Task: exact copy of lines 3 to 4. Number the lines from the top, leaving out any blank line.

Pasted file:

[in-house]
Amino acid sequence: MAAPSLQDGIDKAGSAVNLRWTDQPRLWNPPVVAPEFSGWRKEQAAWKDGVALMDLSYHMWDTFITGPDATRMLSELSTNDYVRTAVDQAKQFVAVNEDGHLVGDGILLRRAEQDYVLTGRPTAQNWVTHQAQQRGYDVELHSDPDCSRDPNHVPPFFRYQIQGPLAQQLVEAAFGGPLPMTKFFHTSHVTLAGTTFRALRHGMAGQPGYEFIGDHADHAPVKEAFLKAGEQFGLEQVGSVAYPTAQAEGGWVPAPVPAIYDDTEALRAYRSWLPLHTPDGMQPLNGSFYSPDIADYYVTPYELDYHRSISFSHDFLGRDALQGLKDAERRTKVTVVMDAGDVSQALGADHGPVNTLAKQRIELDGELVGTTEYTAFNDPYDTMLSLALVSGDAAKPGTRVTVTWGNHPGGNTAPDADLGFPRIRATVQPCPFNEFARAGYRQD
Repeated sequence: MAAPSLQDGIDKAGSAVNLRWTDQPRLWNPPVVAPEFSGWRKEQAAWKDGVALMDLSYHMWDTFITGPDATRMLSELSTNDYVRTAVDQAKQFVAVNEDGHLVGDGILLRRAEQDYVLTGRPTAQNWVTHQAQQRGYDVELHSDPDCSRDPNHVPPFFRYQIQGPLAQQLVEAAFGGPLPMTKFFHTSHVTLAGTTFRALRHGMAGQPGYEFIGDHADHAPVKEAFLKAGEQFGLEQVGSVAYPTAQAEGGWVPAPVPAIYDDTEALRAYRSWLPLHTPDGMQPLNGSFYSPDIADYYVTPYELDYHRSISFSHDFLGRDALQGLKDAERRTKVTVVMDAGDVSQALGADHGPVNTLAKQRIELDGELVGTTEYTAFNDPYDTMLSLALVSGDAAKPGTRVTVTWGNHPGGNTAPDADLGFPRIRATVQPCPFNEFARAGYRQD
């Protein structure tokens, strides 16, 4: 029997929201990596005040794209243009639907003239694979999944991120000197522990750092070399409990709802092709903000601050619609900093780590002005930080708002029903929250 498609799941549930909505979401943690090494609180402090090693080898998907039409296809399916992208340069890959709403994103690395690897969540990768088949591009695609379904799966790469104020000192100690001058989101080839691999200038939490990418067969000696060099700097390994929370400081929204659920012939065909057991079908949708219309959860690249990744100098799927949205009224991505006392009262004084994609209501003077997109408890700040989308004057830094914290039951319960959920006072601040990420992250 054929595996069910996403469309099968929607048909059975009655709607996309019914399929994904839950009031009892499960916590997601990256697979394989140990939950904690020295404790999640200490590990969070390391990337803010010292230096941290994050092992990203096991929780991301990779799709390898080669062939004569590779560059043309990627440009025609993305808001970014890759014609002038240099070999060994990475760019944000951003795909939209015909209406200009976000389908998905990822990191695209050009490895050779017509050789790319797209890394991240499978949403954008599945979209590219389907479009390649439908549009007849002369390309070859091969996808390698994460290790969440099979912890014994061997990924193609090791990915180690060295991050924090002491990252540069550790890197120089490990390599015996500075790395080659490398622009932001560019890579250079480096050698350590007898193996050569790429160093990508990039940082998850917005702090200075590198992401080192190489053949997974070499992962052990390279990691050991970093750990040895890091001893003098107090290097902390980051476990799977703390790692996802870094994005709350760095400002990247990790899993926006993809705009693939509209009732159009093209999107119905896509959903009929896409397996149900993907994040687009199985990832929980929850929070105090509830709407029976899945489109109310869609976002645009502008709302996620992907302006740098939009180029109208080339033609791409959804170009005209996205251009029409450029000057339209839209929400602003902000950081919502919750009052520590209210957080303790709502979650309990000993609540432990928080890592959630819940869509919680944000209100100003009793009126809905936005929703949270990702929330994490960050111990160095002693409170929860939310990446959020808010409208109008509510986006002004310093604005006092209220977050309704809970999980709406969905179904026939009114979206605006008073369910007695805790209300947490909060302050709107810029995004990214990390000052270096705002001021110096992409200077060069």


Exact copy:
Repeated sequence: MAAPSLQDGIDKAGSAVNLRWTDQPRLWNPPVVAPEFSGWRKEQAAWKDGVALMDLSYHMWDTFITGPDATRMLSELSTNDYVRTAVDQAKQFVAVNEDGHLVGDGILLRRAEQDYVLTGRPTAQNWVTHQAQQRGYDVELHSDPDCSRDPNHVPPFFRYQIQGPLAQQLVEAAFGGPLPMTKFFHTSHVTLAGTTFRALRHGMAGQPGYEFIGDHADHAPVKEAFLKAGEQFGLEQVGSVAYPTAQAEGGWVPAPVPAIYDDTEALRAYRSWLPLHTPDGMQPLNGSFYSPDIADYYVTPYELDYHRSISFSHDFLGRDALQGLKDAERRTKVTVVMDAGDVSQALGADHGPVNTLAKQRIELDGELVGTTEYTAFNDPYDTMLSLALVSGDAAKPGTRVTVTWGNHPGGNTAPDADLGFPRIRATVQPCPFNEFARAGYRQD
């Protein structure tokens, strides 16, 4: 029997929201990596005040794209243009639907003239694979999944991120000197522990750092070399409990709802092709903000601050619609900093780590002005930080708002029903929250 498609799941549930909505979401943690090494609180402090090693080898998907039409296809399916992208340069890959709403994103690395690897969540990768088949591009695609379904799966790469104020000192100690001058989101080839691999200038939490990418067969000696060099700097390994929370400081929204659920012939065909057991079908949708219309959860690249990744100098799927949205009224991505006392009262004084994609209501003077997109408890700040989308004057830094914290039951319960959920006072601040990420992250 054929595996069910996403469309099968929607048909059975009655709607996309019914399929994904839950009031009892499960916590997601990256697979394989140990939950904690020295404790999640200490590990969070390391990337803010010292230096941290994050092992990203096991929780991301990779799709390898080669062939004569590779560059043309990627440009025609993305808001970014890759014609002038240099070999060994990475760019944000951003795909939209015909209406200009976000389908998905990822990191695209050009490895050779017509050789790319797209890394991240499978949403954008599945979209590219389907479009390649439908549009007849002369390309070859091969996808390698994460290790969440099979912890014994061997990924193609090791990915180690060295991050924090002491990252540069550790890197120089490990390599015996500075790395080659490398622009932001560019890579250079480096050698350590007898193996050569790429160093990508990039940082998850917005702090200075590198992401080192190489053949997974070499992962052990390279990691050991970093750990040895890091001893003098107090290097902390980051476990799977703390790692996802870094994005709350760095400002990247990790899993926006993809705009693939509209009732159009093209999107119905896509959903009929896409397996149900993907994040687009199985990832929980929850929070105090509830709407029976899945489109109310869609976002645009502008709302996620992907302006740098939009180029109208080339033609791409959804170009005209996205251009029409450029000057339209839209929400602003902000950081919502919750009052520590209210957080303790709502979650309990000993609540432990928080890592959630819940869509919680944000209100100003009793009126809905936005929703949270990702929330994490960050111990160095002693409170929860939310990446959020808010409208109008509510986006002004310093604005006092209220977050309704809970999980709406969905179904026939009114979206605006008073369910007695805790209300947490909060302050709107810029995004990214990390000052270096705002001021110096992409200077060069």